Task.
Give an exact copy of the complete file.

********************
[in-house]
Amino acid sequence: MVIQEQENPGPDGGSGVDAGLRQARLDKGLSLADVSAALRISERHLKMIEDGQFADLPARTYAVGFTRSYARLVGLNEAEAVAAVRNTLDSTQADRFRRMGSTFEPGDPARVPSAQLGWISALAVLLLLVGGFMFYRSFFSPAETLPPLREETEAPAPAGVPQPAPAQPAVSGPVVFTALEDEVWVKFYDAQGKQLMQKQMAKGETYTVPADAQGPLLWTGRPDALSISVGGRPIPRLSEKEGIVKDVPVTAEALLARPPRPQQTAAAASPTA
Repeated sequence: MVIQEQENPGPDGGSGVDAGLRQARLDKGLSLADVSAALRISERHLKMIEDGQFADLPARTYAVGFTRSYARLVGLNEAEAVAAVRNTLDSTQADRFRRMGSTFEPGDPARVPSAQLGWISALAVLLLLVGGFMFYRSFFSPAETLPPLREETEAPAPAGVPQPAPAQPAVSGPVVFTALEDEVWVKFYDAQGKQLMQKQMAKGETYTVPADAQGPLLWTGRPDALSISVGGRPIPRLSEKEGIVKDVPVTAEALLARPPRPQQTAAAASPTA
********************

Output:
[in-house]
Amino acid sequence: MVIQEQENPGPDGGSGVDAGLRQARLDKGLSLADVSAALRISERHLKMIEDGQFADLPARTYAVGFTRSYARLVGLNEAEAVAAVRNTLDSTQADRFRRMGSTFEPGDPARVPSAQLGWISALAVLLLLVGGFMFYRSFFSPAETLPPLREETEAPAPAGVPQPAPAQPAVSGPVVFTALEDEVWVKFYDAQGKQLMQKQMAKGETYTVPADAQGPLLWTGRPDALSISVGGRPIPRLSEKEGIVKDVPVTAEALLARPPRPQQTAAAASPTA
Repeated sequence: MVIQEQENPGPDGGSGVDAGLRQARLDKGLSLADVSAALRISERHLKMIEDGQFADLPARTYAVGFTRSYARLVGLNEAEAVAAVRNTLDSTQADRFRRMGSTFEPGDPARVPSAQLGWISALAVLLLLVGGFMFYRSFFSPAETLPPLREETEAPAPAGVPQPAPAQPAVSGPVVFTALEDEVWVKFYDAQGKQLMQKQMAKGETYTVPADAQGPLLWTGRPDALSISVGGRPIPRLSEKEGIVKDVPVTAEALLARPPRPQQTAAAASPTA